Sugar is a key ingredient for manufacturers as it is relatively cheap, extends shelf life, provides texture, and used ultimately, for taste. Added sugar and therefore sweetness in some products disguise bland flavours which would otherwise make them less popular. Due to these factors, sugar is basically everywhere. Well, 70% of processed foods anyway. The main culprits for hidden sugar in our cupboard staples are bread, breakfast cereal, pre-made sauces (pasta, curry etc.) and condiments. Just remember, it’s not just sweet foods which contain high levels of sugar. If you’re buying foods that have been pre-packaged or processed – make sure to read the label!
Servings per pack
Packaged food often has a nutritional table displaying information per 100g and per serving. The food industry uses the ‘per serving’ information as a common way to hide the amount of sugar in a product. Products will often state servings to be smaller than actuality. This is so products may initially seem low in sugar but in reality, you could be eating two or three times that amount. Be cautious and mindful of how much you are actually eating in comparison to the suggested serving size.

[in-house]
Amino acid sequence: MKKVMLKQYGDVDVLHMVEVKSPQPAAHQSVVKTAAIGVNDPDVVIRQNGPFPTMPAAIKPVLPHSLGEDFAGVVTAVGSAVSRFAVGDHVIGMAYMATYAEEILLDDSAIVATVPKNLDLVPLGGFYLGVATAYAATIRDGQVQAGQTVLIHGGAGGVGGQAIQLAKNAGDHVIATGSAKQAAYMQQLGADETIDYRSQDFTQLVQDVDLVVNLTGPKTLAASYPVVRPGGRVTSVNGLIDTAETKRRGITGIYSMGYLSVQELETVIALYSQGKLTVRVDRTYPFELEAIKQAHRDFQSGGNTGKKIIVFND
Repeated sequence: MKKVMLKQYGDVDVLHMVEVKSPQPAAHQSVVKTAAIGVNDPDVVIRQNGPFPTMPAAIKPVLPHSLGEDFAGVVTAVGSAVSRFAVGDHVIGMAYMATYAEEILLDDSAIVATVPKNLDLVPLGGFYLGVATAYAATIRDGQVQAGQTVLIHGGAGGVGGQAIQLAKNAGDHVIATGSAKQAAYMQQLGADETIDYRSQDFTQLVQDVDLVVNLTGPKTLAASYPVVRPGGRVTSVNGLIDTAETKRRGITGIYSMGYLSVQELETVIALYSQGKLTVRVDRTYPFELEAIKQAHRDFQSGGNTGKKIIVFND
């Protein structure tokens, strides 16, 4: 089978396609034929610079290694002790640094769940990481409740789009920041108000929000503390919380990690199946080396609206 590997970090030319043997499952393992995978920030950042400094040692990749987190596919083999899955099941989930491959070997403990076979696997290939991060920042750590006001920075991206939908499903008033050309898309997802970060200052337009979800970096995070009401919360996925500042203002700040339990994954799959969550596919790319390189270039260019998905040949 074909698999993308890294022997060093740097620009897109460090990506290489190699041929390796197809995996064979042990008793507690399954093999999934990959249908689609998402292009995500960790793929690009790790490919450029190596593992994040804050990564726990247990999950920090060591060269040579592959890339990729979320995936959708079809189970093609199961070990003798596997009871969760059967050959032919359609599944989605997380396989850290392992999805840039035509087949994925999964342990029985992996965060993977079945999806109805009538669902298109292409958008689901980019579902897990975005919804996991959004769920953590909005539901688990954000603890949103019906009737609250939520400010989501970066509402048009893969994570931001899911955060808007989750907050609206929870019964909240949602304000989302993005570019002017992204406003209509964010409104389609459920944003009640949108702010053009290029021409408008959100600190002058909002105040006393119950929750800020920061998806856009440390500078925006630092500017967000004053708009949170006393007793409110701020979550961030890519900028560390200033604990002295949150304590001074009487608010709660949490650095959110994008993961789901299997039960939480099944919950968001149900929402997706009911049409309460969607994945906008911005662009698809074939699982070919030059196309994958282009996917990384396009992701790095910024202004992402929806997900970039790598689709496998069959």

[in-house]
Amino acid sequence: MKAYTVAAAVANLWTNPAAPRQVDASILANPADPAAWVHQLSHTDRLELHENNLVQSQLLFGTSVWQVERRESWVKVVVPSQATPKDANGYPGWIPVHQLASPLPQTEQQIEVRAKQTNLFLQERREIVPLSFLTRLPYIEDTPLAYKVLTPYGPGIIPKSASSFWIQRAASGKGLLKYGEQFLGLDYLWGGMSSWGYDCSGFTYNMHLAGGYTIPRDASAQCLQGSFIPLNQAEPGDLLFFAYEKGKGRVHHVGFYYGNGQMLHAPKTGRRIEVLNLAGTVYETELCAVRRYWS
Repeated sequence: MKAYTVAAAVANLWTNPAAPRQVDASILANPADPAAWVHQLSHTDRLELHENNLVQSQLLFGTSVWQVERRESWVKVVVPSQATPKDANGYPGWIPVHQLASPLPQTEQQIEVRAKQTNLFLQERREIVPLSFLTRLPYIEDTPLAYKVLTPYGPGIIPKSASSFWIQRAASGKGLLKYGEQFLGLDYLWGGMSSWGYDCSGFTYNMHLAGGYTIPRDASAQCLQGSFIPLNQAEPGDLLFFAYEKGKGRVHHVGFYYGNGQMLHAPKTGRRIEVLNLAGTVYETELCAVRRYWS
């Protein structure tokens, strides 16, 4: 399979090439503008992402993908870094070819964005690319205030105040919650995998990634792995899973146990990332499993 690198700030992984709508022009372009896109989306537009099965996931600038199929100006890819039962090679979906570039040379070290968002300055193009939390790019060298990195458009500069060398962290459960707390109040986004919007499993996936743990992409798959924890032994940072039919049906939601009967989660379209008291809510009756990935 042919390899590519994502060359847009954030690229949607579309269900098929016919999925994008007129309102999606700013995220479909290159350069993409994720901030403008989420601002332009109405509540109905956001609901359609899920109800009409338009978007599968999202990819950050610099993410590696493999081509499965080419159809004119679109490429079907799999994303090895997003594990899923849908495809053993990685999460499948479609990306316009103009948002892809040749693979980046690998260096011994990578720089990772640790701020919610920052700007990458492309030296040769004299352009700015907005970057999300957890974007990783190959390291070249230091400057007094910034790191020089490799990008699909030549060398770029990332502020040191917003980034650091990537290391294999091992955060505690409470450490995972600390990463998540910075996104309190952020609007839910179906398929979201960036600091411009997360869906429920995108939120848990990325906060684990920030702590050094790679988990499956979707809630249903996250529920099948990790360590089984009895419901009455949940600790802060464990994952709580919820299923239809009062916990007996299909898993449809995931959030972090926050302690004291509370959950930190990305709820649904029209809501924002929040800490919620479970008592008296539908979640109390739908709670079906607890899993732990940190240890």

Different names for sugar
Added sugar can be listed as any of the following: sugar, sucrose, fructose, glucose, glucose syrup, maltose, maltodextrin, invert sugar and much more. Just search ‘different names for sugar’ on the internet – mind boggling! Keep your eyes particularly peeled for any ingredient that ends in ‘-ose,’ as chances are, it’s probably sugar.
Added sugar vs. natural sugar
By law, food manufacturers are not required to separate added sugars from natural sugars on food labels. This means only total sugars are presented. This makes it harder to identify those that are naturally occurring or added. There is less of a concern about the impact of natural sugars on our health (especially from vegetables and dairy) than those of free sugars as they are often harder to overconsume and have a higher nutrient density. Regardless of dietary approach, we should consume foods that have less than 5g per 100g of total sugar.